Previous studies on this topic have yielded inconsistent, but mostly null, results. Two case-control studies reported significant positive associations of GI and/or GL with colon and colorectal cancer, respectively [10, 11]. Among cohort studies, only that of Higgenbotham et al.  showed evidence of a substantial association: hazard ratio of 2.85 (95% CI 1.40–5.80) for the highest versus the lowest quintile of glycemic load in relation to risk of colorectal cancer. Michaud et al.  observed much more modest positive associations between relatively high GL and intake of fructose and sucrose and colorectal cancer risk in men but found no associations in women. McCarl and colleagues  identified an association between glycemic index and colorectal cancer risk but only in obese women. Five of the seven cohort studies found no overall association [12, 15–18]. Further, neither of two very large cohort studies of colorectal adenoma showed any associations with glycemic index, glycemic load, or carbohydrate intake [19, 20].
Data from previous studies regarding the association of GI and GL with subsites within the colorectum are limited and inconsistent [12, 13, 16, 18]. Our finding of a borderline association of glycemic load with rectal cancer could have occurred by chance, given the large number of comparisons and the fact that none of the other carbohydrate-related variables showed any association with rectal cancer. Unlike McCarl et al. , who reported positive associations of GI and GL in women who were obese (BMI ≥30 kg/m2), we found no evidence of an association when women were stratified by BMI.
Use of data from the WHI to address this question has a number of advantages. First, since colorectal cancer was a primary outcome in the WHI, self-reports of colorectal cancer diagnoses were carefully reviewed and confirmed . Second, detailed information was available on a wide range of confounding variables ascertained at baseline in both the OS and CT, and their reliability was assessed . Third, a special database was created to assign GI and GL values to all foods covered in the WHI FFQ which contained 5 or more grams of carbohydrate . We assessed GL for both total carbohydrate and for available carbohydrate (total carbohydrate less total fiber). Use of available carbohydrate is appropriate, since this is the dietary source of circulating blood glucose, thereby contributing to glycemic impact, or load. However, because total dietary fiber is related to GI and GL and possibly to risk of colorectal cancer, we included fiber as a covariate in our analyses.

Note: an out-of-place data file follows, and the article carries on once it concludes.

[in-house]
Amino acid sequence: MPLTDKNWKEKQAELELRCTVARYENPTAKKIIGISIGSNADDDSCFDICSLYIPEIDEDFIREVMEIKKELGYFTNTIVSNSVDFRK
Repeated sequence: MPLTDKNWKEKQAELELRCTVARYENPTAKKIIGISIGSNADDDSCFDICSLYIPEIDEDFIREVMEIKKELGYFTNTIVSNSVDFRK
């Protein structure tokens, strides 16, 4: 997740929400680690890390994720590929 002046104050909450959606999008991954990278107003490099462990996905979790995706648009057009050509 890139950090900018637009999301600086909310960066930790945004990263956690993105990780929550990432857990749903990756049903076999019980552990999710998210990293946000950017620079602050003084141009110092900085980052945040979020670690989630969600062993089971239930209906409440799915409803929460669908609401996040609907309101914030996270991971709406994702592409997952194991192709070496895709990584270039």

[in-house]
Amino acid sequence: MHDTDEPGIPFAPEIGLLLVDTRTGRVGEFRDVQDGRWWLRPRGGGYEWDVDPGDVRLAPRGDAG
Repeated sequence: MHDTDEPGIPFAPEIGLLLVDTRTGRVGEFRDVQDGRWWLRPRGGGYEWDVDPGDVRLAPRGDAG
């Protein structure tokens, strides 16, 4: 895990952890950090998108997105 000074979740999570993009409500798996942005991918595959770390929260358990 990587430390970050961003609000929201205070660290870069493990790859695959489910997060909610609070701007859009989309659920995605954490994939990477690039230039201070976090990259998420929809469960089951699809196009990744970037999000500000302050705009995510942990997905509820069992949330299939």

Assessment of diet using food frequency questionnaires is subject to measurement error, which could obscure a true association between nutrient intake and disease [33, 34]. Thus, as in previous studies, our results may have been affected by misclassification of intake of carbohydrates and sugars due to errors of recall and changes in diet over time, or greater underreporting of diet in the cases due to higher rates of obesity. Furthermore, estimates of GI and GL from the WHI FFQ are based on composite food groupings (FFQ line items) intended primarily to assess dietary fat. Thus, estimates may not accurately reflect the glycemic effects of the individual foods or of consumption and metabolism of mixed dishes and prepared foods. GI/GL databases are currently incomplete (e.g. for many foods, no GI values are available; some values are derived from small studies or are based on varying test meal values (2-, 3-, 4-hr values). Additionally, there may be misclassification due to random variation in the computed values for GI and GL, and such misclassification would reduce the power to detect an effect. Another potential source of error is that, while we controlled for a large number of potential confounding variables, uncontrolled confounding from dietary or non-dietary factors cannot be ruled out. Finally, serum insulin levels were not available, and, thus, we were unable to investigate an association between serum insulin levels and GI and GL.
One possible explanation for the lack of association between risk of colorectal cancer and a diet characterized by a high glycemic index and load in this study and the majority of previous cohort studies is that eating foods that are high in GI/GL may increase fasting blood glucose levels but that this may not necessarily translate to prolonged elevations in insulin, which appear to drive colorectal cancer risk. This is suggested by the results of a recent analysis of the association of fasting blood levels of glucose and insulin carried out in the WHI OS . In that study, fasting blood glucose was not associated with colorectal cancer risk, whereas insulin was.
In summary, this large study provides no evidence that a diet characterized by a high glycemic index or glycemic load, or by a high intake of carbohydrate or sugars, increases the risk of colorectal cancer in generally healthy postmenopausal women. Our findings are in agreement with those of most of the previous cohort studies on this question.